Friday, April 16, 2021

Ken Pereira


Ken Pereira

A Star Next Door


Ken is the son of Hubert & Audrey Pereira (originally from India, with relationships in Dar & Kampala).  Ken is also the nephew of Uganda star cricketer Charlie DeSouza. (Field Hockey Canada)


Field Hockey Ontario is happy to share the sixth of many posts in our new series of content titled "Where are they now?" This series will highlight alumni from FHO, their playing, coaching, and umpiring careers, and what they are doing now. We are happy to introduce our sixth individual, Ken Pereira. Please enjoy this write-up on Ken's Field Hockey experience and what he does in the present, as written by Ken himself.

Ken was first introduced to hockey through Charlie and Johnny D’Souza, Ken’s uncle and cousin. He was 16 and played for the GOA junior team. He continued playing with the GOA Golds, with his brother Chris, and then played for the GOA Reds. He began playing for Ontario at the U18 level. He broke into Team Canada via the indoor team, playing in the 1993 Glenfiddich International in Scotland. He was then given a shot on the outdoor team in 1994, at age 21, and never looked back.

Ken played in many major competitions, 1995 Pan American Games, 1998 Commonwealth Games, and 1998 World Cup, but the competition that really put him on the map for Canadian hockey fans was the 1999 Pan American Games in Winnipeg. In a quintessential Pan American final, it was a Canada vs. Argentina battle. Ken scored the game’s only goal, late in the first half, making no mistake with a loose ball in the circle. The photo of Ronnie Jagday and Ken celebrating his goal is a Canadian field hockey classic and was the inspiration for the Field Hockey Canada logo.

Ken went on to play in the Sydney Olympic Games, living out his childhood dream. Shortly thereafter, after playing in his second Commonwealth Games, Kenny picked up his indoor stick again, this time to play in the first Indoor Pan American Cup - the qualifier for the 2003 Indoor World Cup. Team Canada didn’t drop a point through the entire competition and sailed into the Indoor World Cup, where they finished 5th - the highest the Canadian Men have placed at a World Cup. Ken again competed in the 2005 Indoor Pan American Cup and, on home court in Kitchener-Waterloo, Canada won the tournament with a 5-3 win over Trinidad and Tobago in the final, securing their spot in the 2007 Indoor World Cup.

It was around this time that Ken moved to Holland to play in the Dutch League. Ken played for 5 years with top club HGC, and in his final year, secured the EHL Championship in 2011 with Canadian teammate Rob Short. Ken also played in the India Hockey League in 2012, captaining the Pune Strykers to the finals.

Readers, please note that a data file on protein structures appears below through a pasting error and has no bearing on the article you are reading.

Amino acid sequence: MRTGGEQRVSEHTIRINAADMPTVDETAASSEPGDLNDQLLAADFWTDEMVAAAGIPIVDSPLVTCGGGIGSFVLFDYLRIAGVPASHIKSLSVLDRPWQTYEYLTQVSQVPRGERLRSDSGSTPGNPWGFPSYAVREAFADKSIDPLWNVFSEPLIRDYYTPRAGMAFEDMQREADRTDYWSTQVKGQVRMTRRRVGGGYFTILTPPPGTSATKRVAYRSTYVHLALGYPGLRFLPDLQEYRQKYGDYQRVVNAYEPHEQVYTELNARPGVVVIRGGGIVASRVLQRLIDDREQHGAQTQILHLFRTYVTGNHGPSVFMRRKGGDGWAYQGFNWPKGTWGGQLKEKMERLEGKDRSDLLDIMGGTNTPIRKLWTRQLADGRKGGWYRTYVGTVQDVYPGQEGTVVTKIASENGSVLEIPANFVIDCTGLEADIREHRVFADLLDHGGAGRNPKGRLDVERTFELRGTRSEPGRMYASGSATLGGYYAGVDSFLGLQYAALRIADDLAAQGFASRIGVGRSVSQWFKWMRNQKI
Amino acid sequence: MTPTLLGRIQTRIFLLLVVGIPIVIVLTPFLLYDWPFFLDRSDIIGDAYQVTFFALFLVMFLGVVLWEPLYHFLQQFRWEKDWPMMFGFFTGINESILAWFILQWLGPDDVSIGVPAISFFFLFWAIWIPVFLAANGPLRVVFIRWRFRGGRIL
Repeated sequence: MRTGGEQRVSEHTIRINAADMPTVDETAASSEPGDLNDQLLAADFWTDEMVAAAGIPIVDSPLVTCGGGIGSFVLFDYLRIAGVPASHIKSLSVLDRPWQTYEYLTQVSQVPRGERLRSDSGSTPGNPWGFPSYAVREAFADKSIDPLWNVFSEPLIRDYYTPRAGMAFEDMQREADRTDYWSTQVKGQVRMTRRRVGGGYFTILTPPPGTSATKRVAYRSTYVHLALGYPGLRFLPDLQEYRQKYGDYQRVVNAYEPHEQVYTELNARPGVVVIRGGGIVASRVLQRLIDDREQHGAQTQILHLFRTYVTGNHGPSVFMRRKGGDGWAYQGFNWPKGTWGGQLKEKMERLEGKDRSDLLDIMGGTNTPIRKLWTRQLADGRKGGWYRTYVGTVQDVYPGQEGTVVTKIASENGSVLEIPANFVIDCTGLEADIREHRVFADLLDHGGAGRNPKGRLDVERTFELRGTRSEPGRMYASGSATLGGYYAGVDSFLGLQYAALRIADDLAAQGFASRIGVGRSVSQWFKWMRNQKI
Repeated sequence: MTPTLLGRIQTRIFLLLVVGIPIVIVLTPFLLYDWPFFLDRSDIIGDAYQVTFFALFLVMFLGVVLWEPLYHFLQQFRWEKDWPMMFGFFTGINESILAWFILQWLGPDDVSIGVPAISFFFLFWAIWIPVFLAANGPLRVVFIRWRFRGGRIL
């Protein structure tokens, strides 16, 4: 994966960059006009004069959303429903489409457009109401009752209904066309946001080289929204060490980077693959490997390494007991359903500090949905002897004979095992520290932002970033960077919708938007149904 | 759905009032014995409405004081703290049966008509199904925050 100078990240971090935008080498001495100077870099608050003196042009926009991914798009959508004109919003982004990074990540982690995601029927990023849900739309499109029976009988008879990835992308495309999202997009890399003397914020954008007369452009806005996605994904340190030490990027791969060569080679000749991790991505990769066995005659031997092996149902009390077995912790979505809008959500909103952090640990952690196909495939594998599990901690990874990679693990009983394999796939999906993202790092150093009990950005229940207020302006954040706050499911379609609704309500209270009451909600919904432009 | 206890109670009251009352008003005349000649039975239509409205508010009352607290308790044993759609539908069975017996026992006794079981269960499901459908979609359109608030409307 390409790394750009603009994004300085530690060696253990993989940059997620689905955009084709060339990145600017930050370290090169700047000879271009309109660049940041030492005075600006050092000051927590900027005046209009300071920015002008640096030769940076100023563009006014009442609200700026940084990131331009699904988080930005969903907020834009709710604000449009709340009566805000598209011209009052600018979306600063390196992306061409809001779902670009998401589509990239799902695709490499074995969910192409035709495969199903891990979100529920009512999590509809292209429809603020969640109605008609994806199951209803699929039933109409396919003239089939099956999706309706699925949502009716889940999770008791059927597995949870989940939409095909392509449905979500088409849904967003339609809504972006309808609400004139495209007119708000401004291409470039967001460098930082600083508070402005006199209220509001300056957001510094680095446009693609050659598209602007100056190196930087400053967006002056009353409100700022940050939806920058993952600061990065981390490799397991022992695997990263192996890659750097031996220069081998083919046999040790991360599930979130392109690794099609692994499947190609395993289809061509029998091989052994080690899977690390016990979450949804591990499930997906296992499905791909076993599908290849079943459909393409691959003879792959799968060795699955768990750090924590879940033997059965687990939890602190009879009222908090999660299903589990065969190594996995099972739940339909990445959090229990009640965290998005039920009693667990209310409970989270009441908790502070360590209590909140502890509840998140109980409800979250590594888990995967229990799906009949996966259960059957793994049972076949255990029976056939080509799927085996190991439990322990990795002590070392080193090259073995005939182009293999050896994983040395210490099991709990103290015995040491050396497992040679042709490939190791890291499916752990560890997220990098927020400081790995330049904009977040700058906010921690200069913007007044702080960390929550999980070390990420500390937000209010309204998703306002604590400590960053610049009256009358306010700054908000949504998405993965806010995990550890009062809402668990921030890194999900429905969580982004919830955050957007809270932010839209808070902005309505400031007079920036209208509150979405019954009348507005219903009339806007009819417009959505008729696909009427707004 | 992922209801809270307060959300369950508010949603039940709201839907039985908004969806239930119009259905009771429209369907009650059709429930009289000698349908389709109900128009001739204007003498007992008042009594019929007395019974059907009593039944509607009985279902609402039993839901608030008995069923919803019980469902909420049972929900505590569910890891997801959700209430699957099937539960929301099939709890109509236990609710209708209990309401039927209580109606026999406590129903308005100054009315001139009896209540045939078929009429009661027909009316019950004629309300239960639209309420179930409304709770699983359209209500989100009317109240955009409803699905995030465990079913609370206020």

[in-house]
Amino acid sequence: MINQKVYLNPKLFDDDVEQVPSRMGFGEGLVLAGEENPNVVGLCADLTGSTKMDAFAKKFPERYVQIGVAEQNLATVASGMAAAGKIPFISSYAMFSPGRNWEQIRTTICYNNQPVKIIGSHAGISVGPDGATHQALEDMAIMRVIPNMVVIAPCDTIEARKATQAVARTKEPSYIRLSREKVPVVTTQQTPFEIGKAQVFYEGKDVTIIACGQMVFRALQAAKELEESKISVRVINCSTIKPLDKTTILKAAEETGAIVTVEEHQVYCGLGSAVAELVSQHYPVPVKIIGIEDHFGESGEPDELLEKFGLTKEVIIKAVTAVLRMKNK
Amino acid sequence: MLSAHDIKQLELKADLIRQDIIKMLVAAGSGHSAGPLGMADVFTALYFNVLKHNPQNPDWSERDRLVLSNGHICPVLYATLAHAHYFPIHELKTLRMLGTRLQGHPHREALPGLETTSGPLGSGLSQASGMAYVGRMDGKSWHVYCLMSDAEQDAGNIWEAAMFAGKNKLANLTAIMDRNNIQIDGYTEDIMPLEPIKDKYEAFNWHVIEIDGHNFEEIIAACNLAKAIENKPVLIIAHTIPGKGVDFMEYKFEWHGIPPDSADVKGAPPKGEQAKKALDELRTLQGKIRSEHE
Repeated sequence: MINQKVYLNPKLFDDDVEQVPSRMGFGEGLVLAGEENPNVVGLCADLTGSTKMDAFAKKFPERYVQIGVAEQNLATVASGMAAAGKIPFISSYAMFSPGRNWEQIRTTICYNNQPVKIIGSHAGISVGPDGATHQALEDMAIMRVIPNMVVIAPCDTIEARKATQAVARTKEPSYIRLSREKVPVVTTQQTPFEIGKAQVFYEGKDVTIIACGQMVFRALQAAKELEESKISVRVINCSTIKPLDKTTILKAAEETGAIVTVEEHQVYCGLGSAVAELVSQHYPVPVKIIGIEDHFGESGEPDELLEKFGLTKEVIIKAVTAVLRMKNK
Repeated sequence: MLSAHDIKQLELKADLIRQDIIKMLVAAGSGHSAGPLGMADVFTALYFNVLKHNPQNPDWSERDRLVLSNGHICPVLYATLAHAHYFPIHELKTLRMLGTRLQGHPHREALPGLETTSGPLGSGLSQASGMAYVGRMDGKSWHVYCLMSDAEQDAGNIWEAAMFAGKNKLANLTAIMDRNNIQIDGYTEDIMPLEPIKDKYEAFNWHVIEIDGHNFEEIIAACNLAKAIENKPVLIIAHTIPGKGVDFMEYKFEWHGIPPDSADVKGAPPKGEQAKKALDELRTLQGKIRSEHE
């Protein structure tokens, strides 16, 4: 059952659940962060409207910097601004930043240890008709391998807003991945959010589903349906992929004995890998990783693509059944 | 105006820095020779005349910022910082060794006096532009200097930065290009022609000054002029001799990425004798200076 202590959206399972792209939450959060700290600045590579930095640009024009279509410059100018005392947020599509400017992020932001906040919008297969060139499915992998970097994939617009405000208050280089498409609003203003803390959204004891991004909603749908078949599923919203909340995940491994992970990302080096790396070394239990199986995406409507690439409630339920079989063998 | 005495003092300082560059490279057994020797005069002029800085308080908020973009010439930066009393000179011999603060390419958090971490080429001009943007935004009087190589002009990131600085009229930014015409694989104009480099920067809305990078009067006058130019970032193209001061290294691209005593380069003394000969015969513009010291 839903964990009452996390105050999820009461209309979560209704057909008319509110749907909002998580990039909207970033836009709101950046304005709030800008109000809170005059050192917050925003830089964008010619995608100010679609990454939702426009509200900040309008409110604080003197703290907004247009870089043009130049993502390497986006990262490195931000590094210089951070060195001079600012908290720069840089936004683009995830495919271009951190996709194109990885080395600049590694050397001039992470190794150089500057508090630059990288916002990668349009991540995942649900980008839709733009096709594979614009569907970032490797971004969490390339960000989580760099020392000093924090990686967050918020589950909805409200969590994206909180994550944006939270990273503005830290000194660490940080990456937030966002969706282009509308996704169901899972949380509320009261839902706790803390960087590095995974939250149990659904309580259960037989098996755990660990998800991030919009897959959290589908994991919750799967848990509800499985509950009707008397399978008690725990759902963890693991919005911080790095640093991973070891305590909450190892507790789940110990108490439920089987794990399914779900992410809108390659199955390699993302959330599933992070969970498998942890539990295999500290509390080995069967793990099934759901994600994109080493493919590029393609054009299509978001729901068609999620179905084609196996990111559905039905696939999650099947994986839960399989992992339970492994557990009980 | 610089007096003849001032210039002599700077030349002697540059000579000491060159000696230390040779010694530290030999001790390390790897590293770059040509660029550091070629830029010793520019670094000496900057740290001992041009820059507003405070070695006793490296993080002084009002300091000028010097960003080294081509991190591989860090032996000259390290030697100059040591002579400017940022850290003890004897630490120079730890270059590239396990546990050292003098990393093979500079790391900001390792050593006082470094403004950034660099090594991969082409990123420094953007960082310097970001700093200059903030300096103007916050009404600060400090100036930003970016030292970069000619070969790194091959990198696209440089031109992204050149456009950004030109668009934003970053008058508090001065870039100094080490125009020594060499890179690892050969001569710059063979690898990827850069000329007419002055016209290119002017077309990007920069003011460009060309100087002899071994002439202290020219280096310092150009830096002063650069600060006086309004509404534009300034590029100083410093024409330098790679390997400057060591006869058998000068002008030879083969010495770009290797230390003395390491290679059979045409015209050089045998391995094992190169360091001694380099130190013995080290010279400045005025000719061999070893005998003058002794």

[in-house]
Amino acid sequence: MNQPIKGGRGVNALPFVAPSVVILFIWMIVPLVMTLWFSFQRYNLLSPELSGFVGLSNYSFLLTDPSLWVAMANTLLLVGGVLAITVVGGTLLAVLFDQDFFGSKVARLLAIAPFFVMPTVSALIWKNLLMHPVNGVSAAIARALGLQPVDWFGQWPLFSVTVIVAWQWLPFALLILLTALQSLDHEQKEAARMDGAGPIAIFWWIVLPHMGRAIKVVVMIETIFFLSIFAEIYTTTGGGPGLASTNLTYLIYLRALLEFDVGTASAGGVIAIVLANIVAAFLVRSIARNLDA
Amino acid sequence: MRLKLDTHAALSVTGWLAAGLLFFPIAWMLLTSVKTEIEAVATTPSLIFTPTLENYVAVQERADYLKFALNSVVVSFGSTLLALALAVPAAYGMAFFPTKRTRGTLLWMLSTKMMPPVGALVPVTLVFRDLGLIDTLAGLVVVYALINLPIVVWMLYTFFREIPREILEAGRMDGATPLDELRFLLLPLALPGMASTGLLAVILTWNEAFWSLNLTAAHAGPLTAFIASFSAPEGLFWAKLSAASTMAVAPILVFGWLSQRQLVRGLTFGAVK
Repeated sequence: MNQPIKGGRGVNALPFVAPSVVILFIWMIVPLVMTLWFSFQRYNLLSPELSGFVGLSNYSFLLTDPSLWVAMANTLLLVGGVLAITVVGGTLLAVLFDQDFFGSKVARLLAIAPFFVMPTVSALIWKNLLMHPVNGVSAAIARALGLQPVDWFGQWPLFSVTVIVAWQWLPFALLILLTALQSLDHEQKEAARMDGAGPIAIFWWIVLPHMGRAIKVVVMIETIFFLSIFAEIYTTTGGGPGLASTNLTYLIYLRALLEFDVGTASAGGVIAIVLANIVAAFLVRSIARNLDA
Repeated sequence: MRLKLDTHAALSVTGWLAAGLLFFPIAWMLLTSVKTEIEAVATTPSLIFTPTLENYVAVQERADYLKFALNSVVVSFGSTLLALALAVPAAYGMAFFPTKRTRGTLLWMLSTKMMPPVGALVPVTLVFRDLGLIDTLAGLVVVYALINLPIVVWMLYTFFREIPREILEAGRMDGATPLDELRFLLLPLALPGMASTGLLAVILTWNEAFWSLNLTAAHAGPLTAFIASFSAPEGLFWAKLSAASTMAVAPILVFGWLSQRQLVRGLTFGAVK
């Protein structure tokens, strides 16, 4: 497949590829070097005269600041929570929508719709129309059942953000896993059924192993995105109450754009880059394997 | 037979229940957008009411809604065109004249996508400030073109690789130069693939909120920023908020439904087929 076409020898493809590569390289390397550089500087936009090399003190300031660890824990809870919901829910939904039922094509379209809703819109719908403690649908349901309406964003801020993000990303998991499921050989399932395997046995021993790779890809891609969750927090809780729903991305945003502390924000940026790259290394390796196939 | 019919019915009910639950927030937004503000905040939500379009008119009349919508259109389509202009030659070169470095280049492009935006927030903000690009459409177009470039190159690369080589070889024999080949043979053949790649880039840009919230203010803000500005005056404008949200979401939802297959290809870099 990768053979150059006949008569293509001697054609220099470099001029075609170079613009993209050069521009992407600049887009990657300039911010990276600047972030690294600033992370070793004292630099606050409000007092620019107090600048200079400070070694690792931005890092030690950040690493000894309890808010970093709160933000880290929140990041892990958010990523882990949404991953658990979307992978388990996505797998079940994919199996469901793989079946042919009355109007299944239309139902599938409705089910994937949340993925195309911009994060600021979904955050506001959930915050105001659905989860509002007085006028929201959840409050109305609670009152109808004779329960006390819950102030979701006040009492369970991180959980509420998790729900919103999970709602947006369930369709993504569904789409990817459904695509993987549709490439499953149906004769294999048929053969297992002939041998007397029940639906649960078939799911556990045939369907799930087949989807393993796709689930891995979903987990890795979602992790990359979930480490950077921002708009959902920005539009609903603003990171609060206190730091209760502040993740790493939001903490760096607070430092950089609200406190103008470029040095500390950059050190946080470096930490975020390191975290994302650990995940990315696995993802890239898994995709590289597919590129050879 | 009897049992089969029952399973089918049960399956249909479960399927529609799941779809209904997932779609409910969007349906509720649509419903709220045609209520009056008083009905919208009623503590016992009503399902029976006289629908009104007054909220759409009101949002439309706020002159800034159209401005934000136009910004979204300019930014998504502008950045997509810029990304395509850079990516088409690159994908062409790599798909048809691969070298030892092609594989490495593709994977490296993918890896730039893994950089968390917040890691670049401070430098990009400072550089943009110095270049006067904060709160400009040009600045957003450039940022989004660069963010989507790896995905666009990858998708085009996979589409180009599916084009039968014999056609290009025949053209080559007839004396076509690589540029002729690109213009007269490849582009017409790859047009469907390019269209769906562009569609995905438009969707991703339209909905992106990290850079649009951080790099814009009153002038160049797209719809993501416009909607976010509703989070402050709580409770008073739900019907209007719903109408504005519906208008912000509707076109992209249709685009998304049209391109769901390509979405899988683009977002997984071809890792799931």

After a few more years of tours and tournaments, the 2007 Rio Pan Am Games couldn’t come soon enough for Ken and his Canadian compatriots. Canada squeaked out the narrowest of wins against Argentina in the final, with a sudden death penalty stroke victory, earning a spot for the 2008 Beijing Olympics. The Canadian team then went on to qualify for the 2010 World Cup.

It’s hard to find career highlights after five Pan American Games, four Commonwealth Games, one EHL championship, three Indoor World Cups, two World Cups, and two Olympic Games, but Ken managed to add a unique feat: he was the first member of a team sport to be named a Canadian flag bearer at the Commonwealth Games, leading Team Canada into the opening ceremonies of the Delhi Games in 2010.

Soon after in 2011, Ken, along with Rob Short, broke the legendary Bubli Chohan’s record for most international matches for team Canada. He finished his outdoor career with 348 international caps.

He captained the Canadian team at the 2014 Indoor Pan American Cup to victory and played another Indoor World Cup in 2015. Ken, at the ripe age of 47, continues to play indoor with the national team - they are currently waiting on COVID restrictions to lift to play in the next Pan American Cup, the World Cup qualifier.

Nowadays, Ken still plays hockey but has shifted gears with his day-to-day, working as a medical attendant/ patient transfer driver. Ken, along with his partner Leigh Sandison (another Ontario hockey vet), became parents in 2020, and are looking forward to their little boy picking up a stick. Ken has definitely missed his hockey coaching family (John Desouza, Lou Mendonca, Reg Pereira, Cass Mendonca, and Sean Pereira) during the pandemic. Over the last few years, Ken has been heavily involved with coaching all ages in the provincial outdoor program and indoor national program with this crew of coaches. Ken also coaches many schools in the Toronto area and his own club, OKD.

Ken looks forward to COVID restrictions being lifted and continuing to give back to the sport that gave him so much.

Thank you, Ken, for sharing your experience with the FHO Community. Now you know where Ken is now!


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